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Outdoor rewards for volunteer vacationers.

Joining in at parks and forests around the West

PEOPLE USUALLY LEAVE knowing they've done some hard work but feeling pretty gratified," says Mike Van Dame of Mendocino National Forest.

The hard work? It comes from spending 10 days hacking trails through the Yolla Bolly-Middle Eel Wilderness Area, in the Yolla Bolly Mountains north of San Francisco. The gratification? Well, that comes from having learned trail building, mule-packing, and other wilderness skills from experts, and from getting the kind of workout that a week at the gym is never going to give you.

Mendocino National Forest's trail-building program is only one of hundreds of outdoor volunteer programs being run in the West this summer. In these tough economic times, national parks, national forests, state parks, and other public lands depend more than ever on the goodwill and hard work of volunteers. If instead of swinging a tennis racket you'd like to swing a Pulaski, if you're an outdoors enthusiast who would like to add a sense of purpose to your vacation, one of these programs might be for you.

Not all the volunteer experiences are as physically demanding as trail building. Many national forests need campground hosts to help campers get settled, to answer questions, and to collect fees.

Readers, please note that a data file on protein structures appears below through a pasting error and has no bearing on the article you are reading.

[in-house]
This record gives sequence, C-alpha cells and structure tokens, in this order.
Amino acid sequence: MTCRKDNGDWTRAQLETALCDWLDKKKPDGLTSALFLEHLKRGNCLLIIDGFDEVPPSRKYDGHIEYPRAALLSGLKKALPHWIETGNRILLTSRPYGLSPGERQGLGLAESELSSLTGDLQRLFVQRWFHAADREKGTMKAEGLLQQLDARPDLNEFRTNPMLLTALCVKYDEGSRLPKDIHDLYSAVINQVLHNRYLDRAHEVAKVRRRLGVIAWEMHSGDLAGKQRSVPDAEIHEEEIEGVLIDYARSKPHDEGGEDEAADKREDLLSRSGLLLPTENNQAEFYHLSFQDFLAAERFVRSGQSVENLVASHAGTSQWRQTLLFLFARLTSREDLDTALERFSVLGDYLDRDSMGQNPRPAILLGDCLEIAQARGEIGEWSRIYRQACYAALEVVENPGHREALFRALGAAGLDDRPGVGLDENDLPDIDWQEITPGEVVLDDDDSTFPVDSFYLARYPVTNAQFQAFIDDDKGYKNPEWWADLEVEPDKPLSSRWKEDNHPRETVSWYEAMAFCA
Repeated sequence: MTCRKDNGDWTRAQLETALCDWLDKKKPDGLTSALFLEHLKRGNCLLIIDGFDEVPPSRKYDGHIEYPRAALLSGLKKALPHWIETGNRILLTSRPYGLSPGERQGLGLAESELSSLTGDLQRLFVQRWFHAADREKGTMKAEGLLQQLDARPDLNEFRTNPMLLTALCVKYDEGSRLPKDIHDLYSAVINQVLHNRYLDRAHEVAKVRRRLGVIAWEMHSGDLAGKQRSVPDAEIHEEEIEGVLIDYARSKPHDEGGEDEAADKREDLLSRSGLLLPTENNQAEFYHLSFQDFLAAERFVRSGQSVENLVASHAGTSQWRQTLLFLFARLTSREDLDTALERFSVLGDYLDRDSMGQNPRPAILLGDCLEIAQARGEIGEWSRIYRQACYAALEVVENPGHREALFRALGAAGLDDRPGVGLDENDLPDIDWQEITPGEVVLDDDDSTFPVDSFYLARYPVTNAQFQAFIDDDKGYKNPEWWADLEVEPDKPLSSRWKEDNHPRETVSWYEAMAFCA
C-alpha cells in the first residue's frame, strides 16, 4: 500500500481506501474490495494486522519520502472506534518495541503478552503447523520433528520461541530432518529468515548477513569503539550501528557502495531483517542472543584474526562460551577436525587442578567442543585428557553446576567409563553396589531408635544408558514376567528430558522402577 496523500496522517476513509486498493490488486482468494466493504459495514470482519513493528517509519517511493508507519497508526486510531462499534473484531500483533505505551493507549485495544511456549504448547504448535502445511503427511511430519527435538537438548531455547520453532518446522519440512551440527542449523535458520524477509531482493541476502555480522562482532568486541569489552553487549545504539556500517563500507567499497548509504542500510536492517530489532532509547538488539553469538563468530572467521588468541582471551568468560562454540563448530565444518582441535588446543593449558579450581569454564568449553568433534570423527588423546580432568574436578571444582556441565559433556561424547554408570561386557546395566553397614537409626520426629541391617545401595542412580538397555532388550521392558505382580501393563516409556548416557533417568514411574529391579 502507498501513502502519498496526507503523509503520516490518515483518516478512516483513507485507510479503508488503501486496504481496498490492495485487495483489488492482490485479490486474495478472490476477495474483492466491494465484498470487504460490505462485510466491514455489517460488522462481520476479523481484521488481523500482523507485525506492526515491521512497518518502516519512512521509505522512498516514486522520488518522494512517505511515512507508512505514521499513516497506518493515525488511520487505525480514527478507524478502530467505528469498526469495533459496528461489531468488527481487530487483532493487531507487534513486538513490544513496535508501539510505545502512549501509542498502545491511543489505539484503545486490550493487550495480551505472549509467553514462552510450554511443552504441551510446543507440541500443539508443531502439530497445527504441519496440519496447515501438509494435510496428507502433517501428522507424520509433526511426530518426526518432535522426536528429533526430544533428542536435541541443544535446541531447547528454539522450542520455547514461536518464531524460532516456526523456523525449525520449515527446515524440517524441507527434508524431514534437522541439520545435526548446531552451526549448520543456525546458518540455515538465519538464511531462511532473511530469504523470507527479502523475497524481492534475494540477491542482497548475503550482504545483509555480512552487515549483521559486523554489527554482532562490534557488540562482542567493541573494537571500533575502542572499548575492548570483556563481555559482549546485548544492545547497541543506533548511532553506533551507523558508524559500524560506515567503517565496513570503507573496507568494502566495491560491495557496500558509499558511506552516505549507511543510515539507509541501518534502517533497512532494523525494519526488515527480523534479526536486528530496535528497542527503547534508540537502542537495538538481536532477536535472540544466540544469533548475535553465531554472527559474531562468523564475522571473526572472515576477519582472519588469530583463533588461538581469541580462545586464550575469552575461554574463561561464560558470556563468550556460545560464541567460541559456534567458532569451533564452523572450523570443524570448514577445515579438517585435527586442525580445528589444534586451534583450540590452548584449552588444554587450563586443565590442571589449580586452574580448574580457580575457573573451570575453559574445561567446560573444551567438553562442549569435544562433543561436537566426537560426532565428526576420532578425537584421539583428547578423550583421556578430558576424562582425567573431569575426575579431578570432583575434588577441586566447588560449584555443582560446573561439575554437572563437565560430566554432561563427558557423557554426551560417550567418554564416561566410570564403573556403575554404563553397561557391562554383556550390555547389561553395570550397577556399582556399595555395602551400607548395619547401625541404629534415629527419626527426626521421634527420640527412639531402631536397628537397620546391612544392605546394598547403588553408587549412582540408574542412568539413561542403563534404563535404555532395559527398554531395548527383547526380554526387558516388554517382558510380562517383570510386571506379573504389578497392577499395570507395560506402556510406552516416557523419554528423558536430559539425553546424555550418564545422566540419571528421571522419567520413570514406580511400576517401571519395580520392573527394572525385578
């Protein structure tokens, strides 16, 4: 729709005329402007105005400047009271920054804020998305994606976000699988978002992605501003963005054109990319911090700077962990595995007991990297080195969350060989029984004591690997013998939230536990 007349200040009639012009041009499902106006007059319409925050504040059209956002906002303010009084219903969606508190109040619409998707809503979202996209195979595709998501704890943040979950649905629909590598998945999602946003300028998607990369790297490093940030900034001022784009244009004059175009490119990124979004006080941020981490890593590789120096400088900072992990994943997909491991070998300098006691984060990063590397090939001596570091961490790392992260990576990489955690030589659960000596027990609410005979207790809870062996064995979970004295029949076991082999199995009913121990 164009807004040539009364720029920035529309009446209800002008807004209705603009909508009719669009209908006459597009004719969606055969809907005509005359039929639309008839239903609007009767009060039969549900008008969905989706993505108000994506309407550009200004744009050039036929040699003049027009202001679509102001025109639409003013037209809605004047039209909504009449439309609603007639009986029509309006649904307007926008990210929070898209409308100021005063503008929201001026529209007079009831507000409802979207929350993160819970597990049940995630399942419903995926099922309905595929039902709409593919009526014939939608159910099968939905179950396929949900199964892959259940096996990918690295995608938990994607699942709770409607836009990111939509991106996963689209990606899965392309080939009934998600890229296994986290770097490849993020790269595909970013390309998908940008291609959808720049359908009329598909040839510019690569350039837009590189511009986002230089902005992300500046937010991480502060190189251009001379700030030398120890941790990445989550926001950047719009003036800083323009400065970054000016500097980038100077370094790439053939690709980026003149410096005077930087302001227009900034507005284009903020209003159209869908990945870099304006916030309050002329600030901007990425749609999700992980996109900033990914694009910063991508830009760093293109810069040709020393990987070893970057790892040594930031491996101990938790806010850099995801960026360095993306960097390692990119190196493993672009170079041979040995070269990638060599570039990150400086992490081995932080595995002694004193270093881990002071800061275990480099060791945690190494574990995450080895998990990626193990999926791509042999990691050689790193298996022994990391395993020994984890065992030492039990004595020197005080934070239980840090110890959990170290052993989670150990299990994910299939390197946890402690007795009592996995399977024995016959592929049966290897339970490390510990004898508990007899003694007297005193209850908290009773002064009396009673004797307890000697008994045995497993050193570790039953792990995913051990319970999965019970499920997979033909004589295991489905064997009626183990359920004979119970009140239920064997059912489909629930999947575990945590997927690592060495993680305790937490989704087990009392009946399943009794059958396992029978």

Some programs run only in summer (and may already be filled), but others run year-round. In some programs, meals and lodging--and occasionally even a small stipend--are provided. In others, your altruism must be its own reward.


Most national forests, national parks, and state parks have some kind of volunteer program, as do the Bureau of Land Management and the U.S. Fish and Wildlife Service. You can get started by simply calling the park or forest office nearest you. A number of regional offices can also steer you in the right direction. For example, the U.S. Forest Service Intermountain Region office has a 72-page directory of volunteer opportunities in eastern California, Idaho, Montana, Nevada, Utah, and Wyoming; for a free copy, write or call the Regional Volunteer Coordinator, U.S. Forest Service, 324 25th St., Ogden, Utah 84401; (801) 625-5175.

If you're interested in volunteering in any of the 41 units of the National Park Service's Rocky Mountain Region, you can write or call Douglas Caldwell, National Park Service, Rocky Mountain Region, 12795 W. Alameda Parkway, Denver 80225; (303) 969-2630.

A comprehensive volunteer guide is put out by the American Hiking Society. The 1992 edition of Helping Out in the Outdoors lists more than 2,000 volunteer jobs throughout the country. For a copy, send $5 to AHS Helping Out, Box 20160, Washington, D.C. 20041.
COPYRIGHT 1992 Sunset Publishing Corp.
No portion of this article can be reproduced without the express written permission from the copyright holder.
Copyright 1992 Gale, Cengage Learning. All rights reserved.

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Title Annotation:forest and park service volunteers
Author:Fish, Peter
Date:Jun 1, 1992
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